SAT OG 2018 Reading - Test 6 reading 3

Questions 22-32 are based on the following

This passage is adapted from Elsa Youngsteadt, “Decoding a Flower’s Message.” ©2012 by Sigma Xi, The Scientific Research Society.

Texas gourd vines unfurl their large, flared

blossoms in the dim hours before sunrise. Until they

close at noon, their yellow petals and mild, squashy
aroma attract bees that gather nectar and shuttle
5 pollen from flower to flower. But “when you

advertise [to pollinators], you advertise in an

open communication network,” says chemical

ecologist Ian Baldwin of the Max Planck Institute for

Chemical Ecology in Germany. “You attract not just
10 the good guys, but you also attract the bad guys.” For

a Texas gourd plant, striped cucumber beetles are

among the very bad guys. They chew up pollen and

petals, defecate in the flowers and transmit the

dreaded bacterial wilt disease, an infection that can
15 reduce an entire plant to a heap of collapsed tissue in

mere days.
In one recent study, Nina Theis and Lynn Adler

took on the specific problem of the Texas

gourd—how to attract enough pollinators but not
20 too many beetles. The Texas gourd vine’s main

pollinators are honey bees and specialized squash

bees, which respond to its floral scent. The aroma

includes 10 compounds, but the most

abundant—and the only one that lures squash bees
25 into traps—is 1,4-dimethoxybenzene.
Intuition suggests that more of that aroma should

be even more appealing to bees. “We have this

assumption that a really fragrant flower is going to

attract a lot of pollinators,” says Theis, a chemical
30 ecologist at Elms College in Chicopee,

Massachusetts. But, she adds, that idea hasn’t really

been tested—and extra scent could well call in more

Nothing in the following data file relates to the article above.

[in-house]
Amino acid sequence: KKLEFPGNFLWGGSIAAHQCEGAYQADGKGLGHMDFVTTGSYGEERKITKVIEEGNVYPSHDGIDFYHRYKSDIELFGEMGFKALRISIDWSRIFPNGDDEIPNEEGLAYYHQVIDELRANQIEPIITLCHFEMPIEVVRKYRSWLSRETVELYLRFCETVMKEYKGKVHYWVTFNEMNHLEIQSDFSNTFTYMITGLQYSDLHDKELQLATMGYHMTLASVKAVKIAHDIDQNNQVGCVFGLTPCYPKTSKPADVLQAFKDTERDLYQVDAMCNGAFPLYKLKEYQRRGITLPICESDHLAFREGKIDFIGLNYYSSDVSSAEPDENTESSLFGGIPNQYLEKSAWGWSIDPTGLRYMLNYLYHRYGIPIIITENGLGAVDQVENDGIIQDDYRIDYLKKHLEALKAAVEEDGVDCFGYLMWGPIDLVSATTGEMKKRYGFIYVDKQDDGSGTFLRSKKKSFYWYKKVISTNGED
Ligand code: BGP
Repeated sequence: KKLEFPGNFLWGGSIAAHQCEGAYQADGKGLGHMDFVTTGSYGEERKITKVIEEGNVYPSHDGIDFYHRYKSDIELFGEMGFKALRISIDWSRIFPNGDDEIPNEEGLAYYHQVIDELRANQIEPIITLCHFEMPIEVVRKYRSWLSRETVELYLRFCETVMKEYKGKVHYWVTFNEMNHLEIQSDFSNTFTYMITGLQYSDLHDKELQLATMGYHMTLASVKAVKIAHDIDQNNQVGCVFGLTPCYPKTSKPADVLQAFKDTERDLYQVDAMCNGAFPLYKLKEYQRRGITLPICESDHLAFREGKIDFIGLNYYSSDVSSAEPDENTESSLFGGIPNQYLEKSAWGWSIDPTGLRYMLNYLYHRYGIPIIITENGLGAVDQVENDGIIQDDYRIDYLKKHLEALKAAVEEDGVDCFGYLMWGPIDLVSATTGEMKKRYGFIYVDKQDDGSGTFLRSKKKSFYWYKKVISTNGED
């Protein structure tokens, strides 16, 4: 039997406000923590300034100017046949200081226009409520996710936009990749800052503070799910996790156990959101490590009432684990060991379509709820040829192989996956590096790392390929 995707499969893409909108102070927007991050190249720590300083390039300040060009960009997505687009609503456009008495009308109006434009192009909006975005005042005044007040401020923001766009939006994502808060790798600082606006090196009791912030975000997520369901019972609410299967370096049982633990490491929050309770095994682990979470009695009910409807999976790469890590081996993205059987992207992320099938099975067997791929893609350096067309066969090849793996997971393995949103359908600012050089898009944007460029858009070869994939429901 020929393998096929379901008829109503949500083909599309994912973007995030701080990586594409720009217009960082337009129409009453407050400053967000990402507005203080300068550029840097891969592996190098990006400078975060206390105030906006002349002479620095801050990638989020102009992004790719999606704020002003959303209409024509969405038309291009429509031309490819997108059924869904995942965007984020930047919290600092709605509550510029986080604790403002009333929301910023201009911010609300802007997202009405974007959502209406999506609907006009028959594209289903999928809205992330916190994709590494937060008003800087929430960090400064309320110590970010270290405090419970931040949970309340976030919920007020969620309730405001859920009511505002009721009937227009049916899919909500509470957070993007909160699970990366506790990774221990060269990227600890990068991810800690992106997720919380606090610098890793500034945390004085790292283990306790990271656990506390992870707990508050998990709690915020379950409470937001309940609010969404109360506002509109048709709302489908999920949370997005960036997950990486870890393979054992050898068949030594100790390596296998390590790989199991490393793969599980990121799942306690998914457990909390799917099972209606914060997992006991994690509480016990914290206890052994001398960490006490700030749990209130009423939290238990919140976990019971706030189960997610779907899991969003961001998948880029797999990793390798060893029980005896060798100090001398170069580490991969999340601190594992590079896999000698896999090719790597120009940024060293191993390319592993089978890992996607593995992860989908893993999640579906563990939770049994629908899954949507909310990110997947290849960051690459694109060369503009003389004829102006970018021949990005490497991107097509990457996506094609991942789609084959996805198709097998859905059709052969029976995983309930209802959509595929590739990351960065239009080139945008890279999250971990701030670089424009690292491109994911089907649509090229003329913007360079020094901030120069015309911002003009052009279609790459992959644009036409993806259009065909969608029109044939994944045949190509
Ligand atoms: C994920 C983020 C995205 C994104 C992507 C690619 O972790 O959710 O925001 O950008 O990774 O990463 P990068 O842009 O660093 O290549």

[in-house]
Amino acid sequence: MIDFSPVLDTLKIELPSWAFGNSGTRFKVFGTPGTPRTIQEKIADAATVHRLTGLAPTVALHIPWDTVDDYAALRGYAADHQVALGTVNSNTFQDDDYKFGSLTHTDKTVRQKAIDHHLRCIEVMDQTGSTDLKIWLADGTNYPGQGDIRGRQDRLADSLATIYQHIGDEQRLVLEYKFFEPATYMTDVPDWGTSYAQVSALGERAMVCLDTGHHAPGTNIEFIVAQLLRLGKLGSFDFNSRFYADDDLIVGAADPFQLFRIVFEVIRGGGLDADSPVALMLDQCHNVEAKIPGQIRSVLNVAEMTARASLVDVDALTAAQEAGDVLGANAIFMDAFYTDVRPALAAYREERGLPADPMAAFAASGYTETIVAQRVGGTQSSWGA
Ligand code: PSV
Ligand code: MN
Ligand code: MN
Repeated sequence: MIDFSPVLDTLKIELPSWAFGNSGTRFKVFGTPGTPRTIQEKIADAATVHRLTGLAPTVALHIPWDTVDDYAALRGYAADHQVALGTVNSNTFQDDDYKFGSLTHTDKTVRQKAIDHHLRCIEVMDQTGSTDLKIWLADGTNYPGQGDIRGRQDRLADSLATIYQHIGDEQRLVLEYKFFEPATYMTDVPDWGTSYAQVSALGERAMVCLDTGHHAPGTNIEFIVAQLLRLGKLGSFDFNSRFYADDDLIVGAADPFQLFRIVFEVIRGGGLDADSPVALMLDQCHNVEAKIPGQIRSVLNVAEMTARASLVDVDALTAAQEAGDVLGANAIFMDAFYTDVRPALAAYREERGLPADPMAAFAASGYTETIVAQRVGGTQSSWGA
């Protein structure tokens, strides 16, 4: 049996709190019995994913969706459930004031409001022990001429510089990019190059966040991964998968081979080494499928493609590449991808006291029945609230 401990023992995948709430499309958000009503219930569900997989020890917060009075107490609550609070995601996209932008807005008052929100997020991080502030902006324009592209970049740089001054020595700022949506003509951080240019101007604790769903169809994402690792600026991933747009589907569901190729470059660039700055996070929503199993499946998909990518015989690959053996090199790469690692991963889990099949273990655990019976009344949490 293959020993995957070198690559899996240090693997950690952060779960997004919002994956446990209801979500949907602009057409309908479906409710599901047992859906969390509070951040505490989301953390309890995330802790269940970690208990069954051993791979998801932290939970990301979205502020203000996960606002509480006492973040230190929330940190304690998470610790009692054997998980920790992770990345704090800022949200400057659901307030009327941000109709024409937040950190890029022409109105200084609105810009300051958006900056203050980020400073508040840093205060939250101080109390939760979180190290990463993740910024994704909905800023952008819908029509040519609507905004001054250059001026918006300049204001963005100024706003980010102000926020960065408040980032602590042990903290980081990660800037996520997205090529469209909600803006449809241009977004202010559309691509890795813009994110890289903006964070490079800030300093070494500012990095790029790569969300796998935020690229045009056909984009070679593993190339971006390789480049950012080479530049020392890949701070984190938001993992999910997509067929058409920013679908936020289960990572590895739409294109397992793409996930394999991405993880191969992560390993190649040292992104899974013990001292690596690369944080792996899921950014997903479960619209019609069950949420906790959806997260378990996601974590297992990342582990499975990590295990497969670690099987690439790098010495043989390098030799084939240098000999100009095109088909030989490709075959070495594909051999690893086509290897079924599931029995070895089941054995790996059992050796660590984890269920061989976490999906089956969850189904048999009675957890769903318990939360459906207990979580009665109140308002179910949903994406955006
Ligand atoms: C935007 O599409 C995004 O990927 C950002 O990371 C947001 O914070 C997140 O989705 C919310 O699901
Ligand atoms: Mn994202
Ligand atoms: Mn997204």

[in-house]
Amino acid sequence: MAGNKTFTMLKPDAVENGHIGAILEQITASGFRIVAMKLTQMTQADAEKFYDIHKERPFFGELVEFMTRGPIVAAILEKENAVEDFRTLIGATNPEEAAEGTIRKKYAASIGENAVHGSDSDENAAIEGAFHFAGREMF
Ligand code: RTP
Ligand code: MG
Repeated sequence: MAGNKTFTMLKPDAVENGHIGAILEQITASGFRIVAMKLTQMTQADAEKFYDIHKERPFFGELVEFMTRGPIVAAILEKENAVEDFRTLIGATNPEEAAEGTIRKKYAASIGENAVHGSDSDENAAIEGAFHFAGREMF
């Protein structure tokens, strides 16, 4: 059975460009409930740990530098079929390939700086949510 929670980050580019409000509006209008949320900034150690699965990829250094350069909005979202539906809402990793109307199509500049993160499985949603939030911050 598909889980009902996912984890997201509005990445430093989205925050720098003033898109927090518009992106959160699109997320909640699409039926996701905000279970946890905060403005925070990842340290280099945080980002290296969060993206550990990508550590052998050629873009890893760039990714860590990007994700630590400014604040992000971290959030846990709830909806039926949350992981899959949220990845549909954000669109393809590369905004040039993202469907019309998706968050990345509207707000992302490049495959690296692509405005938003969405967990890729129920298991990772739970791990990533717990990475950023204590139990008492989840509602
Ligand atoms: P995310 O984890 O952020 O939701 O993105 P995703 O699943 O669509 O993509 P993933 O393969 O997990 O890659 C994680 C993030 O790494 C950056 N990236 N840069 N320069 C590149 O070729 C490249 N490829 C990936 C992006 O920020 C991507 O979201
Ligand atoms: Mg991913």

beetles, too. To find out, she and Adler planted

168 Texas gourd vines in an Iowa field and,
35 throughout the August flowering season, made half

the plants more fragrant by tucking

dimethoxybenzene-treated swabs deep inside their

flowers. Each treated flower emitted about 45 times

more fragrance than a normal one; the other half of
40 the plants got swabs without fragrance.
The researchers also wanted to know whether

extra beetles would impose a double cost by both

damaging flowers and deterring bees, which might

not bother to visit (and pollinate) a flower laden with
45 other insects and their feces. So every half hour

throughout the experiments, the team plucked all the

beetles off of half the fragrance-enhanced flowers and

half the control flowers, allowing bees to respond to

the blossoms with and without interference by
50 beetles.
Finally, they pollinated by hand half of the female

flowers in each of the four combinations of fragrance

and beetles. Hand-pollinated flowers should develop

into fruits with the maximum number of seeds,
55 providing a benchmark to see whether the

fragrance-related activities of bees and beetles

resulted in reduced pollination.
“It was very labor intensive,” says Theis.

“We would be out there at four in the morning, three
60 in the morning, to try and set up before these flowers

open.” As soon as they did, the team spent the next

several hours walkingfrom flower to flower,

observing each for two-minute intervals “and writing

down everything we saw.”
65 What they saw was double the normal number of

beetles on fragrance-enhanced blossoms.

Pollinators, to their surprise, did not prefer the

highly scented flowers. Squash bees were indifferent,

and honey bees visited enhanced flowers less often
70 than normal ones. Theis thinks the bees were

repelled not by the fragrance itself, but by the

abundance of beetles: The data showed that the more

beetles on a flower, the less likely a honey bee was to

visit it.
75 That added up to less reproduction for

fragrance-enhanced flowers. Gourds that developed

from those blossoms weighed 9 percent less and had,

on average, 20 fewer seeds than those from normal

flowers. Hand pollination didn’t rescue the seed set,
80 indicating that beetles damaged flowers directly

—regardless of whether they also repelled

pollinators. (Hand pollination did rescue fruit

weight, a hard-to-interpret result that suggests that

lost bee visits did somehow harm fruit development.)
85 The new results provide a reason that Texas gourd

plants never evolved to produce a stronger scent: “If

you really ramp up the odor, you don’t get more

pollinators, but you can really get ripped apart by

your enemies,” says Rob Raguso, a chemical ecologist
90 at Cornell University who was not involved in the

Texas gourd study.

Question 22 The primary purpose of the passage is to